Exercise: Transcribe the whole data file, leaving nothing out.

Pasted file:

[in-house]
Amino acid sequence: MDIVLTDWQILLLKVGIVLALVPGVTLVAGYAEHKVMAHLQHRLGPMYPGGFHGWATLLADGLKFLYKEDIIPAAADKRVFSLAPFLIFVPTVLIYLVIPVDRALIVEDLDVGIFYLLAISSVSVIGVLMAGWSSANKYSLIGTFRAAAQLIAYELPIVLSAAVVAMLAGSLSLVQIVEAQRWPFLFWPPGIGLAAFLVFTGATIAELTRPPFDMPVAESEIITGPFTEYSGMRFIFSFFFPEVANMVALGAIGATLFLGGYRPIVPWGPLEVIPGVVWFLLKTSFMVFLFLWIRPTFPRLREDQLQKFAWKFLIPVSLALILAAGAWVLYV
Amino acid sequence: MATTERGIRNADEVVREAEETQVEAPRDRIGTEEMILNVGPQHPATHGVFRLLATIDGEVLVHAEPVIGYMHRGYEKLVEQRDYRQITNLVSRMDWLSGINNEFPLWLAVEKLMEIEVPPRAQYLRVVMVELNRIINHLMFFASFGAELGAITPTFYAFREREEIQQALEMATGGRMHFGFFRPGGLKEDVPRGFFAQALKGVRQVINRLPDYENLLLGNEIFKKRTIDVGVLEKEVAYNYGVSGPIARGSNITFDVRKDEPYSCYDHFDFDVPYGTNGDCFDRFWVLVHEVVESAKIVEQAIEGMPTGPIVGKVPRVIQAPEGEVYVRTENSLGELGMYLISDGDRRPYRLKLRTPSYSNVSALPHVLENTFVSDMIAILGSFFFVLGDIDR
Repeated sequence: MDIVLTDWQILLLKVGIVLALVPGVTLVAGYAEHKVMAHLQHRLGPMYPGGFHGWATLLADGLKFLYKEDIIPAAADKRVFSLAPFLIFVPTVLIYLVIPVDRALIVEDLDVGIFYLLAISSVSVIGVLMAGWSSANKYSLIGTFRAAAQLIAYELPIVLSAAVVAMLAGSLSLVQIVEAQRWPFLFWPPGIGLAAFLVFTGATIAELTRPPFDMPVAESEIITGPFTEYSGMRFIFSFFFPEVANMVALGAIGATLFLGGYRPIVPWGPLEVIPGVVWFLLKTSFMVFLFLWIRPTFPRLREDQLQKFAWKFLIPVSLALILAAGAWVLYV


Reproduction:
[in-house]
Amino acid sequence: MDIVLTDWQILLLKVGIVLALVPGVTLVAGYAEHKVMAHLQHRLGPMYPGGFHGWATLLADGLKFLYKEDIIPAAADKRVFSLAPFLIFVPTVLIYLVIPVDRALIVEDLDVGIFYLLAISSVSVIGVLMAGWSSANKYSLIGTFRAAAQLIAYELPIVLSAAVVAMLAGSLSLVQIVEAQRWPFLFWPPGIGLAAFLVFTGATIAELTRPPFDMPVAESEIITGPFTEYSGMRFIFSFFFPEVANMVALGAIGATLFLGGYRPIVPWGPLEVIPGVVWFLLKTSFMVFLFLWIRPTFPRLREDQLQKFAWKFLIPVSLALILAAGAWVLYV
Amino acid sequence: MATTERGIRNADEVVREAEETQVEAPRDRIGTEEMILNVGPQHPATHGVFRLLATIDGEVLVHAEPVIGYMHRGYEKLVEQRDYRQITNLVSRMDWLSGINNEFPLWLAVEKLMEIEVPPRAQYLRVVMVELNRIINHLMFFASFGAELGAITPTFYAFREREEIQQALEMATGGRMHFGFFRPGGLKEDVPRGFFAQALKGVRQVINRLPDYENLLLGNEIFKKRTIDVGVLEKEVAYNYGVSGPIARGSNITFDVRKDEPYSCYDHFDFDVPYGTNGDCFDRFWVLVHEVVESAKIVEQAIEGMPTGPIVGKVPRVIQAPEGEVYVRTENSLGELGMYLISDGDRRPYRLKLRTPSYSNVSALPHVLENTFVSDMIAILGSFFFVLGDIDR
Repeated sequence: MDIVLTDWQILLLKVGIVLALVPGVTLVAGYAEHKVMAHLQHRLGPMYPGGFHGWATLLADGLKFLYKEDIIPAAADKRVFSLAPFLIFVPTVLIYLVIPVDRALIVEDLDVGIFYLLAISSVSVIGVLMAGWSSANKYSLIGTFRAAAQLIAYELPIVLSAAVVAMLAGSLSLVQIVEAQRWPFLFWPPGIGLAAFLVFTGATIAELTRPPFDMPVAESEIITGPFTEYSGMRFIFSFFFPEVANMVALGAIGATLFLGGYRPIVPWGPLEVIPGVVWFLLKTSFMVFLFLWIRPTFPRLREDQLQKFAWKFLIPVSLALILAAGAWVLYV